In an environmental monitoring application, the observed sensor data is used for understanding the current situation with data abstraction, semantic analysis, and context inference, as shown in the data processing steps of Figure 1 which are derived from context aware system [5,6]. An environmental monitoring application needs a well-organized data representation model to quickly interpret data and to extract the features of a detected phenomenon for processing user queries, because such an application must process large amounts of sensor data with the environmental information such as geospatial information. An additional layer, which provides logical data independence, is useful for handling large volumes of data by encapsulating the irregular data as a data management and interpretation step [7,8].

In this paper, Layered Slopes in Grid for Sensor Data Abstraction (LSGSA is designed as an additional layer to represent large volume of sensor data, to support faster data processing to quickly answer users’ queries, such as tracking air pollution areas. When a query is processed, LSGSA is used to reduce the time required to extract features from a large volume of sensor data by representing local sensor data in a centralized server. In LSGSA, a single grid-based layer presents received sensor data for each sensor type, such as temperature or humidity. In a layer, a surface and a height slope represent the collected sensor data by using direction vectors [9]. A surface slope represents the surface trend by collecting an overall direction for each cell, which is derived from the maximum values of subcells of a cell. A height slope shows an internal trend that is a set of height directions, which are derived from the difference between the maximum and minimum values of a cell.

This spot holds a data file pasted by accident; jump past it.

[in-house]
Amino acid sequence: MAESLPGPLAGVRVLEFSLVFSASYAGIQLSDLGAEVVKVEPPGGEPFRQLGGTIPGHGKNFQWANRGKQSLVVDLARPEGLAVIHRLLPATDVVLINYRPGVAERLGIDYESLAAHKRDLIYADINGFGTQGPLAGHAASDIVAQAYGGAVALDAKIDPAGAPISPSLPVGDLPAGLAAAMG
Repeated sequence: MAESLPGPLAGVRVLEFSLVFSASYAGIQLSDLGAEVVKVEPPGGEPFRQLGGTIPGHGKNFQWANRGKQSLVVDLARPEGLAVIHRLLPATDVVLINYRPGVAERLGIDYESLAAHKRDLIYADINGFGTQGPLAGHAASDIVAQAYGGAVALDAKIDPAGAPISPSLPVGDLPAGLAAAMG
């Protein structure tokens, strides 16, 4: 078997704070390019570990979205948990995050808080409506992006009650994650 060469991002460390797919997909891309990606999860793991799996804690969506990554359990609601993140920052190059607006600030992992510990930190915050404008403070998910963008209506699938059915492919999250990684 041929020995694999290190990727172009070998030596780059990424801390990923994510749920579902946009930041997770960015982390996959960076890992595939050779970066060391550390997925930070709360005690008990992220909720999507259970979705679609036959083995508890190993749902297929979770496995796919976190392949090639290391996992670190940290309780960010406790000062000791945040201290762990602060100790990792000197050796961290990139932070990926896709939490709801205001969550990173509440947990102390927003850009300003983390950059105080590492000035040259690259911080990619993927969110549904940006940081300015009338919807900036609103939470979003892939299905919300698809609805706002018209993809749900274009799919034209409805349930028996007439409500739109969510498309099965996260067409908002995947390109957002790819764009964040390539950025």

Besides, a historical gradient coordinate is utilized for showing the historical data trend changes of the surface and height slopes. When a monitoring system builds a view or interprets data, this abstracted data is used for rapidly processing data as a basic data unit instead of raw sensor data.

2. Related Work

There is much interest in using network sensor systems for predicting and forecasting environmental events. There are various kinds of environmental monitoring applications such as CORIE for guiding vessel transportation and forecasting system [10], PODS for monitoring rare and endangered plants species [5], Short-term Inundation Forecasting for Tsunamis (SIFTS) in the NOAA tsunami warning center [11], Physical Oceanographic Real-Time System (PORTS) [12], Center for Coastal Margin Observation & Prediction (CMOP) [13], FloodNet for providing the functional floodplain conditions at a particular location [14], and a framework of in-situ sensor data processing systems, which area prototype of air pollution monitoring systems [6]. These environmental monitoring applications process large amounts of sensor data with the related environmental information such as a climate change, geological features, and ocean currents.